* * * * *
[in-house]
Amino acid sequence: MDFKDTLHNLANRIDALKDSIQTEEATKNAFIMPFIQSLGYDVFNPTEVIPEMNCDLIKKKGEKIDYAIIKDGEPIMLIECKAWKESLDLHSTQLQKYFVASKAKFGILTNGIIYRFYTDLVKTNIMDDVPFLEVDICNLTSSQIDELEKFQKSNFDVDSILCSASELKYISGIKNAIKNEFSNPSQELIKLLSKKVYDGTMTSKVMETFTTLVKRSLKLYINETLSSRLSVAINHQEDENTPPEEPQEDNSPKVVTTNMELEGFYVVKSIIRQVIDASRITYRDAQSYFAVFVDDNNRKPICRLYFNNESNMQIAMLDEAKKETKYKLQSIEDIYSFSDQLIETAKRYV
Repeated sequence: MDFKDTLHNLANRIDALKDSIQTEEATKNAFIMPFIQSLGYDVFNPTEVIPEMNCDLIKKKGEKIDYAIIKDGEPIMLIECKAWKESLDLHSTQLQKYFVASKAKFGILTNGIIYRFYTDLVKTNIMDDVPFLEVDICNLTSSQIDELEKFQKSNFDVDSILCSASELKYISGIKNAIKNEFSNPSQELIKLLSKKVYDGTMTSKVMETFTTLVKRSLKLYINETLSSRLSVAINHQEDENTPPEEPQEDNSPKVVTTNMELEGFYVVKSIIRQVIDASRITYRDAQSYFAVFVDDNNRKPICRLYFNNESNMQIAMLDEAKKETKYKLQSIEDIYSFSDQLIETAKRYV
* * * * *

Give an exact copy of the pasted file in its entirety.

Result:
[in-house]
Amino acid sequence: MDFKDTLHNLANRIDALKDSIQTEEATKNAFIMPFIQSLGYDVFNPTEVIPEMNCDLIKKKGEKIDYAIIKDGEPIMLIECKAWKESLDLHSTQLQKYFVASKAKFGILTNGIIYRFYTDLVKTNIMDDVPFLEVDICNLTSSQIDELEKFQKSNFDVDSILCSASELKYISGIKNAIKNEFSNPSQELIKLLSKKVYDGTMTSKVMETFTTLVKRSLKLYINETLSSRLSVAINHQEDENTPPEEPQEDNSPKVVTTNMELEGFYVVKSIIRQVIDASRITYRDAQSYFAVFVDDNNRKPICRLYFNNESNMQIAMLDEAKKETKYKLQSIEDIYSFSDQLIETAKRYV
Repeated sequence: MDFKDTLHNLANRIDALKDSIQTEEATKNAFIMPFIQSLGYDVFNPTEVIPEMNCDLIKKKGEKIDYAIIKDGEPIMLIECKAWKESLDLHSTQLQKYFVASKAKFGILTNGIIYRFYTDLVKTNIMDDVPFLEVDICNLTSSQIDELEKFQKSNFDVDSILCSASELKYISGIKNAIKNEFSNPSQELIKLLSKKVYDGTMTSKVMETFTTLVKRSLKLYINETLSSRLSVAINHQEDENTPPEEPQEDNSPKVVTTNMELEGFYVVKSIIRQVIDASRITYRDAQSYFAVFVDDNNRKPICRLYFNNESNMQIAMLDEAKKETKYKLQSIEDIYSFSDQLIETAKRYV